Green Gables Readalong: Anne of Ingleside

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Lindsey at Reeder Reads is hosting a Green Gables Readalong, in which we are reading one Anne book a month between January and August. This month we are talking about Anne of Ingleside. If you want to catch up, here are my reviews for the first five books: Anne of Green Gables, Anne of Avonlea, Anne of the Island, Anne of Windy Poplars, and Anne’s House of Dreams

This is my favourite cover out of all the ones I own. This Anne still looks young and dreamy, and motherly all at the same time. And, I have always loved that yellow dress.

In Anne of Ingleside, Anne is a mother of six. She is about to give birth to her 6th and last baby at the beginning of the book, and by the end, that baby is almost 6 years old.

Most of the stories told in this book are about the children and the trials of growing up. Many things have stayed the same between now and then; children still get into trouble, their imaginations still get the better of them, and they still agonize over things that seem trivial to adults. Luckily for the Ingleside children, they have Anne for a mother.

Susan Baker is a big part of the lives of the Blythe family; she is the housekeeper/cook/nanny. When I was young, I didn’t like her. I resented the fact that she took so much responsibility for Anne’s children and household. I thought Anne should be able to do everything herself. I was curious about whether or not I would still feel so strongly about her, but this time I get what it’s like to have children (and Anne has twice as many as I do). I do like her better than I used to, but I also admit to still feeling slightly put off by her. Does anyone else feel the same way, or am I crazy? Maybe I just wish she lived with me instead.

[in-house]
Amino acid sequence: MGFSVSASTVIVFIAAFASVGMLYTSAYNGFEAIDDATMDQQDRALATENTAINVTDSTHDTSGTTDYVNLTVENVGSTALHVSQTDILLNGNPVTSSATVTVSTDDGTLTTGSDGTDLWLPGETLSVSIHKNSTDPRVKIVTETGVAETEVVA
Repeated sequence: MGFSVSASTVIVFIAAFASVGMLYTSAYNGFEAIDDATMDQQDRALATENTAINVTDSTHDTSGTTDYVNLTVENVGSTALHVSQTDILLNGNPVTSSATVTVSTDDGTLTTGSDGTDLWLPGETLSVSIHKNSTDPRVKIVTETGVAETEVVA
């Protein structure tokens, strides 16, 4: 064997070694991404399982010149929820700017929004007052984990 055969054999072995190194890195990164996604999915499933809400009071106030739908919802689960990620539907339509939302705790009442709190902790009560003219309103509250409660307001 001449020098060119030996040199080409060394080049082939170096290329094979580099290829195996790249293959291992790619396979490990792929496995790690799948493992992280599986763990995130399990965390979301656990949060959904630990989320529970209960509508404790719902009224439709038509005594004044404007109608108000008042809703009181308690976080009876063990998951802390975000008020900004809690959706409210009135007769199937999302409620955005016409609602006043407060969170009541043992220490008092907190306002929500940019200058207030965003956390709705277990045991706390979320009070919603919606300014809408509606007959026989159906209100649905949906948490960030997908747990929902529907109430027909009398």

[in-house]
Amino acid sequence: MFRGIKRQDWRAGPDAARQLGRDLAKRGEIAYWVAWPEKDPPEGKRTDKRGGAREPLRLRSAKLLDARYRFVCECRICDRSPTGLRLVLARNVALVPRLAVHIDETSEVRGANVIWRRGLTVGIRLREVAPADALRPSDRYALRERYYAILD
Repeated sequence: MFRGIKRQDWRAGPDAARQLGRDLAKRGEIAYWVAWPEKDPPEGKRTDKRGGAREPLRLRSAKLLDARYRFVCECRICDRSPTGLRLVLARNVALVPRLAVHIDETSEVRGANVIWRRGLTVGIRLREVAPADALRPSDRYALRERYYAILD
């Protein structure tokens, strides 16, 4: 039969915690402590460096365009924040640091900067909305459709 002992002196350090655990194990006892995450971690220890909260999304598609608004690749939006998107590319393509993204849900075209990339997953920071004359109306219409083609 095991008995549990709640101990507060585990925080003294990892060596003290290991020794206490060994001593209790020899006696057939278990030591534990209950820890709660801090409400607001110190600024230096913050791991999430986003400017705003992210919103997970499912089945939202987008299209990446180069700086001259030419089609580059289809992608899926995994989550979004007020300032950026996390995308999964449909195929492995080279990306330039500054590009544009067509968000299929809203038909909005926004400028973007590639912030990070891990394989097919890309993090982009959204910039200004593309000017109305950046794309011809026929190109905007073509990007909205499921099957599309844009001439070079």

I like that Anne’s kids are not perfect. They get mad, they keep secrets, they get into trouble, they make friends with with the wrong kids, they make bargains with God, they eavesdrop on the Ladies’ Aid women, they throw perfectly good cakes in the river (you’ll have to read the book to find out why). Poor Walter is taken to a friend’s house when Rilla is born, and he is in agony imagining that his parents don’t love him anymore and that his mother is dying. Jem desperately wants his own dog to love, but continues to have bad luck finding one. Di falls victim twice to girls who embellish, exaggerate, and outright lie to her. Nan is told she was switched at birth with another baby (a girl whose Dad is known as six-toed Jim), and she believes her life at Ingleside is over. Each of Anne’s children have their own distinct personality, and it is fun getting to know them.

The children and the family are the main focus of this book, but Anne and Gilbert get put through the wringer a few times. At different times in the book, Walter, Jem, and Nan go missing. Aunt Mary Maria comes for an extended visit and makes everyone miserable. The tension is thick in the house when Anne is sick with pneumonia. And, near the end, as Anne and Gilbert approach 15 years of marriage, Anne starts to wonder whether Gilbert still loves her; she doesn’t feel as though he notices her anymore. Then, an old flame of Gilbert’s comes to town, and Anne’s imagination takes flight once again. Some things never change.